Jan. 11 (Bloomberg) -- Lawmakers won’t cave in to pressure from governments to scrap a proposed ban on bankers getting bonuses worth more than double their salaries, the European Parliament’s chief negotiator on the compensation curbs said.
Othmar Karas, an Austrian member of the assembly, said he wouldn’t accept any backtracking on the cap, which was tentatively agreed on with government officials in December. The pay curbs are part of a draft law to implement Basel bank capital rules in the 27-nation EU.
“The parliament does not go into reopening questions which have been tackled previously,” he said. “The cap on bonuses has been agreed,” he said, referring to compromise talks last year led by Cyprus, which held the EU’s rotating presidency until Dec. 31. Karas made similar comments in an interview published yesterday by Boersen Zeitung.
Bankers are facing a backlash from EU lawmakers determined to cut variable pay as part of a quest to reshape lenders as utilities rather than money-making machines. Public outrage and shareholder rebellions have already led some banks to limit payouts.
Cyprus, which handed over the EU presidency to Ireland on Jan. 1, sought a compromise with legislators, who had called for a ban on bonuses larger than fixed pay.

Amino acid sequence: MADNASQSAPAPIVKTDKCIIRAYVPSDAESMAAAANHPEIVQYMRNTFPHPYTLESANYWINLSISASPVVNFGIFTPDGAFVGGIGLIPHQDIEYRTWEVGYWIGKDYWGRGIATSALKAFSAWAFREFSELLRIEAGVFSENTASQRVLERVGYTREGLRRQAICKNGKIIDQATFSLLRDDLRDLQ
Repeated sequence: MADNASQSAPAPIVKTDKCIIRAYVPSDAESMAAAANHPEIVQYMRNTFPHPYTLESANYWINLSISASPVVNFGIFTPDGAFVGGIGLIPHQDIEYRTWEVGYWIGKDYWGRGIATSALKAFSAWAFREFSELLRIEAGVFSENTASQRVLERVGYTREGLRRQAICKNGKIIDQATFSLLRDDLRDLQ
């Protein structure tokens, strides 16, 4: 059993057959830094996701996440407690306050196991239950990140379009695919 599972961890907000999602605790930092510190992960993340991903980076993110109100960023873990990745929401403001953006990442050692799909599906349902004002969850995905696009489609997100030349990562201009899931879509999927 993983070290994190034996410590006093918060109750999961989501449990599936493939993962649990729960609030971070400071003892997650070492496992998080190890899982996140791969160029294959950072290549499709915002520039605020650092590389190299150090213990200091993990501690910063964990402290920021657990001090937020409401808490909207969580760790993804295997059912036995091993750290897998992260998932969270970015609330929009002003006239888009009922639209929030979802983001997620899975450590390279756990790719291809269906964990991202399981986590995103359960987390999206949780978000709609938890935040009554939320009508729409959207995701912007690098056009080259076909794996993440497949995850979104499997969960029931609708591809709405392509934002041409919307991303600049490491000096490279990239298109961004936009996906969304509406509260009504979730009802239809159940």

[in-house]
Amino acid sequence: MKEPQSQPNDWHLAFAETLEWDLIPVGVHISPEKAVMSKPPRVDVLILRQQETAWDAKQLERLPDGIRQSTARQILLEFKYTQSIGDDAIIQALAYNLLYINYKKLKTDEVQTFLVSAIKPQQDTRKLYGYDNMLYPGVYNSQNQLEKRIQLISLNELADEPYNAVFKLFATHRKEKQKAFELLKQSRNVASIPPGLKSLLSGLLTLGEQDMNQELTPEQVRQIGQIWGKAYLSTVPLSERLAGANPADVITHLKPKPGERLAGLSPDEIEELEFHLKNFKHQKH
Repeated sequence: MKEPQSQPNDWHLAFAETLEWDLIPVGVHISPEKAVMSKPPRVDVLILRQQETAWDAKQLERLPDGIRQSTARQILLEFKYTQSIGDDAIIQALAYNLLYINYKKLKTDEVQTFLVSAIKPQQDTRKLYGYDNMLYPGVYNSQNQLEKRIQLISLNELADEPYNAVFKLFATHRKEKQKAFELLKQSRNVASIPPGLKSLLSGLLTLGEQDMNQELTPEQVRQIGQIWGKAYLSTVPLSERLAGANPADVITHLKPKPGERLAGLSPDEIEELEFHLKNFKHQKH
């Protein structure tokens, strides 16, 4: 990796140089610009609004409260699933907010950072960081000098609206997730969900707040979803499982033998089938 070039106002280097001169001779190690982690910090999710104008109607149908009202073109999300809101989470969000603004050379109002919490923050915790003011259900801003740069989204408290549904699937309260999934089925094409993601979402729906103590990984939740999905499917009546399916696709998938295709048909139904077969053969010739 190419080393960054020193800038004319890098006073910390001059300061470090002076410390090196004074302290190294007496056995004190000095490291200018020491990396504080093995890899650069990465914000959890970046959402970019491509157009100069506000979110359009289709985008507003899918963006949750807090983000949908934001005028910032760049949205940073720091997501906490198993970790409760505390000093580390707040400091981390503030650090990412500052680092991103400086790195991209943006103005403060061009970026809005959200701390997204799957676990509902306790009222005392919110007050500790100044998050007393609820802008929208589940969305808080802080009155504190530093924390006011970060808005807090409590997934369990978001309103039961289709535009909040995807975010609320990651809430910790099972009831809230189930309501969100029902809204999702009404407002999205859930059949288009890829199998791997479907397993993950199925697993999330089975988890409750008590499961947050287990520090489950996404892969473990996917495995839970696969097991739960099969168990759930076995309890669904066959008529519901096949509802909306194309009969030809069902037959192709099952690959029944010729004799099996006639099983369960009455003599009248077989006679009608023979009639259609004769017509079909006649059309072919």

Karas’s stance sets up a clash with governments who balked at the parliament plans, on concerns that they would harm the bloc’s competitiveness.
Nations including the U.K. have called for an unwinding of draft agreements on the law brokered on Dec. 13 by lawmakers and Cypriot officials, including on banker pay.
Under the draft accord, Cyprus agreed that bonuses would be capped at twice fixed pay, in exchange for the parliament compromising on the procedure for adopting bank liquidity and leverage rules.
The negotiations on pay have hampered the EU’s work to implement the Basel capital rules, and contributed to the bloc missing an international deadline of Jan. 1 to begin phasing-in the standards.
Karas’s plan is for the EU to begin phasing-in the rules on Jan, 1 2014, and then to fall back into line with the original Basel timetable, which foresees full application of the measures from 2019, according to Boersen Zeitung.
Karas said he hoped a deal on the draft law could be reached by the end of this month, allowing parliament to vote on it in March.
Stefaan De Rynck, a spokesman for Michel Barnier, the EU’s financial services chief, declined to comment.
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